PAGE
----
"[Lucius Æmilius Paulus] divorced his wife Papiria, the mother of many fine children, among them Scipio and Fabius Maximus; and when his friends remonstrated, and asked him, “Was she not chaste? was she not fair?” he held out his shoe, and said, “Is it not handsome? is it not new? And yet none of you know where it pinches, but he that wears it.”
posted by Johnny Assay at 1:24 PM on October 21, 2012 [126 favorites]


If your sister and her husband were dating but not married, and she presented to you all of these reasons for breaking up with him, would you support her? From what you've written, I can't see any reason why you wouldn't. So why does everything change now that she's married? Why should the social convention of marriage totally overwhelm all other considerations?
posted by showbiz_liz at 1:25 PM on October 21, 2012 [1 favorite]


Your sister is the one actually IN the marriage. You and your mother aren't. Only she (and her husband) know what is going on. If she's old enough to be married, I'm guessing that she's a grown adult, yes? If she is, then she's quite capable of making her own mind up.

I fail to see how this is anyone's business but your sister's. How would you feel if she started poking her nose into your relationships?
posted by Solomon at 1:34 PM on October 21, 2012 [6 favorites]


If you love your sister, support her decision and be there for her. It sounds like her life is hard enough without her entire family adding to it.
posted by Silvertree at 1:35 PM on October 21, 2012


ffs, they don't even have kids. Why are you thinking so poorly of her for wanting to leave behind a marriage that seems like a prison? She probably going to bars because she's stressed and can tell that her family is not on her side.

You should be applauding her for taking the initiative to change her life.
posted by joyeuxamelie at 1:36 PM on October 21, 2012 [2 favorites]


No one benefits from a marriage that goes on longer than it should. Nothing good will come of your sister feeling cornered into staying with her husband -- not for her, not for him, not for you or your parents. Please don't make this situation any more stressful or humiliating for her than it has to be. She needs you to help her out right now with the positive but difficult change she's trying to make in her own life.
posted by Narrative Priorities at 1:39 PM on October 21, 2012 [1 favorite]


No. Your job while your sister (who has been in counseling regarding her relationship for longer than the 15 months she has been married) is getting divorced is to tell her you love her, to tell her you're sorry this sucks so much, and help her with any expenses she can't handle while she's getting divorced if you are in a position to help her with them. Anything else is unnecessarily burdening her in a very difficult time.

Now, if you're concerned that she's making bad decisions and taking stupid risks while in an emotionally fragile state during a very stressful time, you might want to tell her that you're worried about how she's coping. That can be done in a supportive and helpful manner. But telling her you know better than she how to handle the relationship (which she had been in counseling to save for more than a year) is not terribly reasonable. It's not kind; it's not helpful and it's not loving.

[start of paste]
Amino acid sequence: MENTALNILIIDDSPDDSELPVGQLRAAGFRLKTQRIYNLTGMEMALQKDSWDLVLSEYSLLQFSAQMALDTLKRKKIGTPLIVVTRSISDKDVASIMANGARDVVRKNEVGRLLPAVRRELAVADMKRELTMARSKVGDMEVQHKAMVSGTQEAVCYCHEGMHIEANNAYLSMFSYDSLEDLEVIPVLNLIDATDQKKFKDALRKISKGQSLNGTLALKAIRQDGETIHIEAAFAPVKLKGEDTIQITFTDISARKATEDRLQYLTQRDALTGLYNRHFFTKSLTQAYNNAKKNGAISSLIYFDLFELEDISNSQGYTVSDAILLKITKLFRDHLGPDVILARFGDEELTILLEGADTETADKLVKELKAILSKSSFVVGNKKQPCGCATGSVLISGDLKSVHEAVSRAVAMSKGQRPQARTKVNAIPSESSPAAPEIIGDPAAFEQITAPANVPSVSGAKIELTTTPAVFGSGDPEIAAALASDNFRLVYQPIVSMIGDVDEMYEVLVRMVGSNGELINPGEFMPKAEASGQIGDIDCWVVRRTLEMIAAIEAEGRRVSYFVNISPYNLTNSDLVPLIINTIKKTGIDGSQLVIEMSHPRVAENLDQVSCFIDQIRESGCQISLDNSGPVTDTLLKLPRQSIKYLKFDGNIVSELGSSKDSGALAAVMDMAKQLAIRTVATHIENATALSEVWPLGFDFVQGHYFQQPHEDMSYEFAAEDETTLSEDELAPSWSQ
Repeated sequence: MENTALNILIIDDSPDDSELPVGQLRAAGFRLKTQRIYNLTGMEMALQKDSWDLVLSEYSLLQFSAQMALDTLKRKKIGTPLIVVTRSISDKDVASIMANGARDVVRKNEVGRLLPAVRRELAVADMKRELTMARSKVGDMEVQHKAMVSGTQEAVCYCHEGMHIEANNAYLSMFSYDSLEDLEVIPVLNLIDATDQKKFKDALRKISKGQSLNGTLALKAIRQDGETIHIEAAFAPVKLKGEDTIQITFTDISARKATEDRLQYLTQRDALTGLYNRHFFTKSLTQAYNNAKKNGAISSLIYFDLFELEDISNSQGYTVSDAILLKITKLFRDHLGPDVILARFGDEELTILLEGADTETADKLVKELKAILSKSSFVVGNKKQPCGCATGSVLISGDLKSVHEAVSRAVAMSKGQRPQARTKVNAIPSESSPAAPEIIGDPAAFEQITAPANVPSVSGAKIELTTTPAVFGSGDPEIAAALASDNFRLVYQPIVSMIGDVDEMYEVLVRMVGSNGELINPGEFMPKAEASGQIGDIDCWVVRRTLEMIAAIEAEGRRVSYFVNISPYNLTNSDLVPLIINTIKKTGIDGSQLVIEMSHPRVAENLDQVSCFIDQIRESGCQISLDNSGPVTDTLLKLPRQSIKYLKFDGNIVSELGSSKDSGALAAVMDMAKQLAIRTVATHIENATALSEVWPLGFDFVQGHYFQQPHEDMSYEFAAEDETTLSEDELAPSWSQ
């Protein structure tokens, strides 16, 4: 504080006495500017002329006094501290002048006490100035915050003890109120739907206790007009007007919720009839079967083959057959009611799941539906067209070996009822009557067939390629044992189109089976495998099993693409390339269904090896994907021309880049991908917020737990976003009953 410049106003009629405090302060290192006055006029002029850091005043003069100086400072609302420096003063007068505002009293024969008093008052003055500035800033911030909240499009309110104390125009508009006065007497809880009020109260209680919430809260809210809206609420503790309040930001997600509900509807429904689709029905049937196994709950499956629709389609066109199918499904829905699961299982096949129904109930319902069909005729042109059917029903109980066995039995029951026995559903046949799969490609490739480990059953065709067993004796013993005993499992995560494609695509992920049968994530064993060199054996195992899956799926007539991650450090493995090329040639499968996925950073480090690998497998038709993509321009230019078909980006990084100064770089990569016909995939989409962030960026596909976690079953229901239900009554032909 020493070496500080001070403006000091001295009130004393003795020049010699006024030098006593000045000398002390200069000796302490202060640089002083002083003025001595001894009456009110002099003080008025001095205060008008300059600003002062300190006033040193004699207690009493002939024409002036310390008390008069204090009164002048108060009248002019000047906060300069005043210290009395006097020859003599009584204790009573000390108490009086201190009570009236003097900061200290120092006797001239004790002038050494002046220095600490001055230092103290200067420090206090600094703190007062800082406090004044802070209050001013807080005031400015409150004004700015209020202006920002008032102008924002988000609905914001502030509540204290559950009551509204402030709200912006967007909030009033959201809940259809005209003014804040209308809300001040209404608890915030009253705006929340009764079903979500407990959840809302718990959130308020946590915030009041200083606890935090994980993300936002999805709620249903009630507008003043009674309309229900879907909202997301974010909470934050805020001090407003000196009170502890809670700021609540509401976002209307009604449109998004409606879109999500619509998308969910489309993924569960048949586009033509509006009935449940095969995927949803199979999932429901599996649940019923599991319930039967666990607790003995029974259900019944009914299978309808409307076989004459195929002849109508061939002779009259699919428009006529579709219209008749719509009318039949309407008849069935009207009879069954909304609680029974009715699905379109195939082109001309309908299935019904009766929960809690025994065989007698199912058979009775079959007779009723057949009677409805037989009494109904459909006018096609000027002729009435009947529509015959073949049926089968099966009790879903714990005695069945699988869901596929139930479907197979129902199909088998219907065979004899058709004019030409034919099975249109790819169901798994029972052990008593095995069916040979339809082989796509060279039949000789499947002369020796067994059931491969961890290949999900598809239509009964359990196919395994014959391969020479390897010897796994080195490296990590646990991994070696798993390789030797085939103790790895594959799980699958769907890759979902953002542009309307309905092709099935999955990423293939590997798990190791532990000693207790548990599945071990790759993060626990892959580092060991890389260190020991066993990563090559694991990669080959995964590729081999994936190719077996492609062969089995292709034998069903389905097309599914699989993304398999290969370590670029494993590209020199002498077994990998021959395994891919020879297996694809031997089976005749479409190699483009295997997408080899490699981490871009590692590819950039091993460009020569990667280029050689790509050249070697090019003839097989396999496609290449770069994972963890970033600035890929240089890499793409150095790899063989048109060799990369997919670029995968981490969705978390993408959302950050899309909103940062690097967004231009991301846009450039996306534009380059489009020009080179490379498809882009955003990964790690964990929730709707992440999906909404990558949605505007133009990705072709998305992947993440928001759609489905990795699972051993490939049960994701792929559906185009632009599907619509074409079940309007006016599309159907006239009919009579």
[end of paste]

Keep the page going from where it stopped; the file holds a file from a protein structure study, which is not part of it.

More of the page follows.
No matter what she has told you about the relationship, you really don't know what it's like unless you're in it. You're not. So it's not your decision about whether she should end it, and it's not fair to try to make it your choice by burdening her with your disapproval.
posted by crush-onastick at 1:45 PM on October 21, 2012 [7 favorites]


So.. she DID try to work things out and it sounds like the husband was unwilling to do everything he could do to fix the problem. Women are often forced into trying fix problems in relationships that THEY DID NOT HAVE ANY FAULT IN, and take all the blame to boot. She had the condition that to stay in this situation the husband needed to seek one on one counseling and reconsider his job, and he didn't. He sounds heartbroken because he screwed up and now has to take the fall for his own responsibility in his life. I bet if your sister went back to him then he would just fall into the same patterns as before. Good for her for moving on.

She did give it an honest effort it sounds like. If that is the reason you and your mom disapprove, I don't think you have a leg to stand on. Are you or your mom in relationships that you are less than satisfied with, and resentful that she is happier leaving while you choose to stay in less than bliss? It sounds like your parents are divorced, are you projecting your feelings about that onto your sis? Why aren't you anything but relieved that she is happy?

Re: going to bars - she went directly from living with one authoritative male to another. Its time for her to figure out who she is, so that she doesn't repeat this situation.

Please do not voice your opinions to her if you can't be either happy for her, or helpfully constructive as to the next stage in her life.
posted by cakebatter at 1:48 PM on October 21, 2012 [16 favorites]


I can understand why your mother is concerned - walking out of marriage and refusing to look back seems like she isn't taking her marriage vows as seriously as your mother would. The best thing to do is to talk to your sister in an open, curious way to find out what is really going on. First, telling her that she is wrong won't improve her marriage, it will just damage your (or your mother's relationship) with her. Second, as many people pointed out, you don't know how bad things were. Give her a chance to tell you why she is leaving and why she went from distressed to happy about it. Finally, if there is room to influence her thinking, you will only find it if you listen to what she is thinking and then gently present other opinions for her to consider.